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Unread postby Spleen » Tue May 06, 2008 11:31 pm

Another one for my fiction workshop class, along with Ten Percent. Criticism is greatly appreciated.


I wake up.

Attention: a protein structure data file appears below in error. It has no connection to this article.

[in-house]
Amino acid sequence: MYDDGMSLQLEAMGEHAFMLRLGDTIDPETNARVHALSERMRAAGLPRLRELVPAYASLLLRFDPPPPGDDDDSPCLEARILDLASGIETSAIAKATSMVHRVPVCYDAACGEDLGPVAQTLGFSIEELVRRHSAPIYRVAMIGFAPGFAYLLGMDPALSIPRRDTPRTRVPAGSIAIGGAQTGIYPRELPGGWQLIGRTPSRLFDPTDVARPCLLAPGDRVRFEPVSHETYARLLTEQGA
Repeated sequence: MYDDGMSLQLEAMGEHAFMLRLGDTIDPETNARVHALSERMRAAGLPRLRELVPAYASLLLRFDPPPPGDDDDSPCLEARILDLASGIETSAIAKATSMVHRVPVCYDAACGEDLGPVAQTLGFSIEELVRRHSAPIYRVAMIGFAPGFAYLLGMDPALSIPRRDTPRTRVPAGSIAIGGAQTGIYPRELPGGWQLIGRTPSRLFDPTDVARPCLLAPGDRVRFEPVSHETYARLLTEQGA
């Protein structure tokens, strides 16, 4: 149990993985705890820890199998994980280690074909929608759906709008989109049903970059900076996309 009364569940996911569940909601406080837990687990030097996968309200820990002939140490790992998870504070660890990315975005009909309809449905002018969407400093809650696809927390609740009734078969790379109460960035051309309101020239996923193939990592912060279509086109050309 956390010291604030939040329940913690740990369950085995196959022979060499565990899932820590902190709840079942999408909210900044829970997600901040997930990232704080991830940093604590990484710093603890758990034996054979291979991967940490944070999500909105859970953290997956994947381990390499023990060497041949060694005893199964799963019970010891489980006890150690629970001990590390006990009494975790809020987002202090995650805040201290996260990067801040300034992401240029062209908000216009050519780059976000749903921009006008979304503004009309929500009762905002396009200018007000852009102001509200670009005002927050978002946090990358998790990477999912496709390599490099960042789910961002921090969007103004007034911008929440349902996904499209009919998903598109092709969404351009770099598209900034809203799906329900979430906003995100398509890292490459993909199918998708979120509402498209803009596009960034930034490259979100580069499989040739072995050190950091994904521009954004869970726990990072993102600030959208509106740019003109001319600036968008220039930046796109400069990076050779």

My surroundings haven’t changed; every time I wake up, I wake up in the same room, in the same place, in the same position. The room is roughly a cube, and I would estimate it to be about two and a half times my height in each dimension; I don’t know my height, but what I can see of my body proportions without a mirror suggests I’m somewhere between five and a half and six and a half feet tall. I have no other reference besides this guesswork, and of course I could be grossly incorrect, especially about the height of the ceiling (I cannot get anywhere near it). The walls of the room are a dull gray – most everything here is a dull gray – with no luster and a flat texture. Its contents, not including myself, are a single bed, single table, and single chair. The frame of the bed is as high as the soft part of my knee when I stand next to it, and if my thumb from the tip of my nail to the joint is one inch long then the mattress is about four inches thick when not compressed by my body weight; it is apparently of the simple spring type. There is no pillow. The tabletop is square and almost exactly the length of my arm from the tip of my fully-extended middle finger to my armpit; sitting atop a single, central leg that becomes an X-shape at the floor, the table reaches about two thumb-inches below my navel when I stand next to it. The seat of the unpadded but otherwise ergonomic four-legged chair is about knee height; the back is as high as my crotch. There is one exit from the room – a doorway of dimensions such that I cannot pass through with my elbows extended out from my shoulders or my arms above my head – and no windows. The floor is of the same material as the walls and ceiling. White light comes from a globe recessed into the ceiling at what seems to be its exact center. If the light was in the center of the floor rather than the ceiling, I estimate it would be exactly between where the bed is attached to the floor and where the table is, directly across the table from where the chair is when I wake up (the chair isn’t bolted down; often when I wake up, the first thing I do is move the chair; out of spite, perhaps).